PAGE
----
In parts 1 and 2 of the series, we looked at the selection process and ballpark costs. In this 3rd part, I’d like to consider implementation issues and, in particular, how the user can contribute to the process and save costs.
There are some basics which are often forgotten.
First, make sure that the project team is representative of the business users. Too often the MD says “This is how we do things here” only to find later in the project that the users at the sharp end have a wholly different way of processing data.
Second, customers tend to be over optimistic about how much time and effort they can put into the project. Take a good look at things like holidays, other projects, is this the busiest time of the year… and so forth.
BUT, remember that you don’t have to wait to the start of your financial year to go live on the system. If anything, that’s a terrible time because there is so much else going on. Pick a quiet (or the quietest) time.
AND, if you have taken more time than you expected to reach that crucial decision on which system to implement, be flexible about you ‘go live’ date. It would seem obvious to all that you have less time but it’s amazing how many businesses are determined to stick to that original date.
Third, it’s YOUR project and not the supplier’s. I have blogged elsewhere about suppliers who hijack the ownership of the project, move the goalposts and end up costing you more. Stay in control and ensure any changes are your changes. This does mean that you need to stay 100% involved and don’t allow the supplier to dictate the project direction.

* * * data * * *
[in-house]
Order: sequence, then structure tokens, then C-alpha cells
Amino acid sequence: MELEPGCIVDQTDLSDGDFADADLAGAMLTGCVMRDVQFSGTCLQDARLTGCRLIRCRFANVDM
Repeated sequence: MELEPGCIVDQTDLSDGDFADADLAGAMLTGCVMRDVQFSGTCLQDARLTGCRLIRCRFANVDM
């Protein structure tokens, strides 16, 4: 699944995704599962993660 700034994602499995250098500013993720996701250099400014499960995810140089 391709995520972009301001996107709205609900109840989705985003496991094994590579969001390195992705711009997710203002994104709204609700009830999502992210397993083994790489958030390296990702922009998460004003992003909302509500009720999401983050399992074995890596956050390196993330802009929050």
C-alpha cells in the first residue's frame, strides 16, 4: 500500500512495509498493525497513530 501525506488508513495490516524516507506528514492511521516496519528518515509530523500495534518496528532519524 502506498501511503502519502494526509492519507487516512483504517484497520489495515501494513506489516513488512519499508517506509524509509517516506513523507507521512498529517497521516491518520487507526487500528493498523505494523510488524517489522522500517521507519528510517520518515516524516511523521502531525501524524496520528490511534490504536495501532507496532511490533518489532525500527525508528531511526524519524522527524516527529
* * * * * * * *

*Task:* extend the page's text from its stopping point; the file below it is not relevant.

What will implementation cost?
As a rule of sum, expect to spend the same amount of money on the implementation as you spend on the software. But you can save money in a number of ways.
Don’t be precious about some of the requirements. Always consider the cost-benefit. Is it really that important? Most suppliers will say something can be done but a good supplier will point out the cost and question whether it’s justified.
If you have a lot of staff, consider ‘train the trainer’ as the way forward for training users i.e. a select group of staff are trained, and then pass on that training to the majority. We had one customer recently where a very large number of users were given training by viewing a webinar recording of the training. This also means that new users can be pointed to this as part of their induction.
Take responsibility for data cutover and reconciliation. We provide our customers with spreadsheets formatted with the appropriate columns for customers, suppliers, open invoices and so forth. It’s always a great way to ‘cleanse’ your data as well. Compare deleting an old customer from a row in a spreadsheet with deleting the record in an accounting system. The latter can be time-consuming or even impossible in many systems.
Reconciling financials, customer and supplier balances by checking the trial balance on both systems and comparing aged debtor and creditor reports will save cost and ensure comfort that everything is as it should be.